It’s time to stop. It’s time to undo what our parents, grandparents, and great-grandparents screwed up. It’s time to figure out ways to re-create communities where people of every income level and race can make our homes together. Our ancestors, with the help of government, broke our neighborhoods. It’s time for us to fix them.
What does all of this have to do with church? Everything, it turns out.
“Affordable housing for people in our community” is the main mission goal in our current three-year church plan.
First, we are the inheritors of a scriptural legacy of integration. Ever since Paul, Barnabas, Simeon, Lucius and Manaen gathered in Antioch (Acts 13), the church has offered the world a vision of integrated community. Integration is the work of the Holy Spirit.
Just as important, Jesus often provoked his followers to give up their wealth for something greater. Make no mistake—many Christians are financially invested in racial and economic segregation. I know because I am one of them, and Jesus has been asking me some hard questions.
When my family moved to the Atlanta area in 2010, we borrowed money to buy a home in a quiet neighborhood where kids play into the evening, like the home from my childhood. Since then, the value of our home has increased almost 80 percent. Why? Because the small school system in my town has excelled, while the large, diverse county school system that encircles us has struggled.
For years, many parents, if they can afford it, have moved out of the lower-performing school district into the higher-performing one. As a result, market pressures have pushed up housing prices, with some new homes in our community now costing over $1 million. Between 1990 and 2010, the percentage of African-Americans in our community declined by half, from 40 to 20 percent.
I’m a homeowner, so it’s in my economic interest to let the county school district struggle and fail; it’s in my economic interest to let poorer, browner people move away. New York Times columnist Charles Blow put it well in a speech he gave not long after Michael Brown was shot and killed by police in Ferguson, Missouri: “The value of your home on this side of town depends on that brown boy lying face down in the street on that side of town.”
He’s right. “Desirable” neighborhoods like mine depend on the existence of “undesirable” neighborhoods to keep their value. Jesus has been talking to me the way he did millennia ago to the rich young ruler.
Like that young man, my family is free to sell all that we have. But that won’t solve the housing problems our community now faces. Those were not created by individual choices, and individual choices won’t solve them. Segregation—and its insidious effects—was created by bad public policy; good policy must be part of the solution.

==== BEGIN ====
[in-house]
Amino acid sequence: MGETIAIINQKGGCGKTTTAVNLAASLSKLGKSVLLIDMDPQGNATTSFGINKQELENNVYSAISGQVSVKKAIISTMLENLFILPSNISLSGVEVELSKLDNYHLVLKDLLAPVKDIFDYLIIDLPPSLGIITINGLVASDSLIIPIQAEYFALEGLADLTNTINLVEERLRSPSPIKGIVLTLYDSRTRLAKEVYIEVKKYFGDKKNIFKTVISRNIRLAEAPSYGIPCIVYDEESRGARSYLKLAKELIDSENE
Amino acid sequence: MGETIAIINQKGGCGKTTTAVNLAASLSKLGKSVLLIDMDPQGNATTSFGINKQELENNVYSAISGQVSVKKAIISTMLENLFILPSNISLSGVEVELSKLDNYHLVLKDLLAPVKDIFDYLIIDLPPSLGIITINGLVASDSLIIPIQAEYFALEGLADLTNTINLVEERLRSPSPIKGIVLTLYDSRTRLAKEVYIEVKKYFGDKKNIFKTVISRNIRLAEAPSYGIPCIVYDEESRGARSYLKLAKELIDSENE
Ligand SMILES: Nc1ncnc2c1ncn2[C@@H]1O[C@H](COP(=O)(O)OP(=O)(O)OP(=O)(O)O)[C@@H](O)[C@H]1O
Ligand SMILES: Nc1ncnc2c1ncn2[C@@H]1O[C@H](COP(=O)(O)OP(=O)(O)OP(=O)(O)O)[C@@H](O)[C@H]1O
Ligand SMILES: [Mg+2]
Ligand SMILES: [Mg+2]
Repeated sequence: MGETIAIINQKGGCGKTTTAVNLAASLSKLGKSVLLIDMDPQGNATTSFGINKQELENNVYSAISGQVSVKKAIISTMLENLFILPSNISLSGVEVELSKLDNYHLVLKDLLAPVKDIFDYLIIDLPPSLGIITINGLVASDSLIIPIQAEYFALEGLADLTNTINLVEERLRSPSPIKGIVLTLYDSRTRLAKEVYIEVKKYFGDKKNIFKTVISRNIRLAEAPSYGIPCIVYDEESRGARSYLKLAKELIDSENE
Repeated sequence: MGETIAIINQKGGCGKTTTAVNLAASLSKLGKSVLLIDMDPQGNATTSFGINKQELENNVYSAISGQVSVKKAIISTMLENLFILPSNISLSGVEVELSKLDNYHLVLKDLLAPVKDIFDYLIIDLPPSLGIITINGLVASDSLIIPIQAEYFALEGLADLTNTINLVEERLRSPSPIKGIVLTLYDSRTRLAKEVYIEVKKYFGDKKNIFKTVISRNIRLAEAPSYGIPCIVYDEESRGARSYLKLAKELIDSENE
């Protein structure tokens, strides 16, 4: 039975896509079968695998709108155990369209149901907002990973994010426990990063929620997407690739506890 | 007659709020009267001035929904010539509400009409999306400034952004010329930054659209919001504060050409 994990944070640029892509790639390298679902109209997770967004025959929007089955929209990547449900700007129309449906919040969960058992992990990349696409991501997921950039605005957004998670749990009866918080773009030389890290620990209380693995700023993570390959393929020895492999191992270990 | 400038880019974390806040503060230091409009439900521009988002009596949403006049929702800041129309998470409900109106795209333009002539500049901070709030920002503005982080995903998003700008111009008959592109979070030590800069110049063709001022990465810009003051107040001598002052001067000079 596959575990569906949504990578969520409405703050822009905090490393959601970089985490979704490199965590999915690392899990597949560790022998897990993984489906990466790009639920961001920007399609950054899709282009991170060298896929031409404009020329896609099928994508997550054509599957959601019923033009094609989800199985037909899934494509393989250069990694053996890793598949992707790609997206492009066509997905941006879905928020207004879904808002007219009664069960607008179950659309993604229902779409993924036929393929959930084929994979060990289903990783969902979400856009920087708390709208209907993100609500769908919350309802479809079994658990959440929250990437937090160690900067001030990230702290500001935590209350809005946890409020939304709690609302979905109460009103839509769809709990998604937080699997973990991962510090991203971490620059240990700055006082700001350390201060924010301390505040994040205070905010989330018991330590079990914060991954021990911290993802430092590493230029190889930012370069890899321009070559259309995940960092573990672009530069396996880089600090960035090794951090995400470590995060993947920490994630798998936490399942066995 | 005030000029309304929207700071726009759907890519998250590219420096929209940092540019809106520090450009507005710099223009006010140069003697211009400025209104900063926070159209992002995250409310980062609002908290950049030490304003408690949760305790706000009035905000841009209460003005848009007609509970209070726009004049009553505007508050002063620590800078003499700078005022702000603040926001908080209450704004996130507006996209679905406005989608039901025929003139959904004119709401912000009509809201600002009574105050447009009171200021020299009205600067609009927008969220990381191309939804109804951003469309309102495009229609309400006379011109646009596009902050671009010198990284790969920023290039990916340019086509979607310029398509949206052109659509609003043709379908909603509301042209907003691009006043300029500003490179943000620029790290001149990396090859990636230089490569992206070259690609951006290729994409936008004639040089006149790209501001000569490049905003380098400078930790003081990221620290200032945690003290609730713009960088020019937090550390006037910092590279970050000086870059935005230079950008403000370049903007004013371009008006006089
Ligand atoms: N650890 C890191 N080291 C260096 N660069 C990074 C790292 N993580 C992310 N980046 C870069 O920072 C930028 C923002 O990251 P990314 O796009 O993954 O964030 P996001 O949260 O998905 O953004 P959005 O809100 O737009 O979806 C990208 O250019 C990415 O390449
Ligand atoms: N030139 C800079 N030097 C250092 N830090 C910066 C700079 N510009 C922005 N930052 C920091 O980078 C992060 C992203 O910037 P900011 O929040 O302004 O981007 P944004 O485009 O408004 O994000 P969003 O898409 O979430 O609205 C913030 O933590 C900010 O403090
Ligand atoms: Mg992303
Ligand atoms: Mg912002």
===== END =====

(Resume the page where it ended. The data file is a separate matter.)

That’s where church comes in. In every community, people of faith have work to do to create and preserve adequate supplies of housing for people of all income levels. My congregation’s eyes were opened to this when a developer announced plans to build a large apartment complex across the street without a single unit of affordable housing. We were stunned to discover that county ordinances don’t require developers to include any affordable units in new construction.
Since then, housing has become a part of our ministry on many fronts. We’re lobbying our town to adopt an inclusionary zoning policy. We’re working to create a land trust to acquire and preserve affordable properties. And we’re investigating new zoning strategies that would increase housing supply and lower prices. I’m even serving on the Decatur Housing Authority board, where I’ve learned that housing authorities—though maligned and underfunded—can be remarkable resources for creating exceptional housing for people with modest incomes.
No single policy alone works. It takes many small steps over a generation to alter the housing landscape. But we must do this work now. All Christians should be leaders in transforming local housing policy.
Ultimately, it’s not about policy. It’s about home. As Christians, we have a God-given vision of home as beloved community. The racially engineered communities of my childhood—and perhaps yours—are not part of God’s vision for our life together.
In beloved community, all of God’s children live together on earth as in heaven, side by side, as neighbors. Christians believe that God is coming again to make God’s home with us. We anticipate that day by making our community a home that lives into God’s vision.
The Rev. David Lewicki is co-pastor of North Decatur Presbyterian Church in Decatur, Georgia, and served previously as the associate pastor for young adults at the Marble Collegiate Church in New York City. He has a B.A. from Yale University and an M.Div. from Union Theological Seminary in New York. This article originally appeared in Faith and Leadership, and appears here with permission.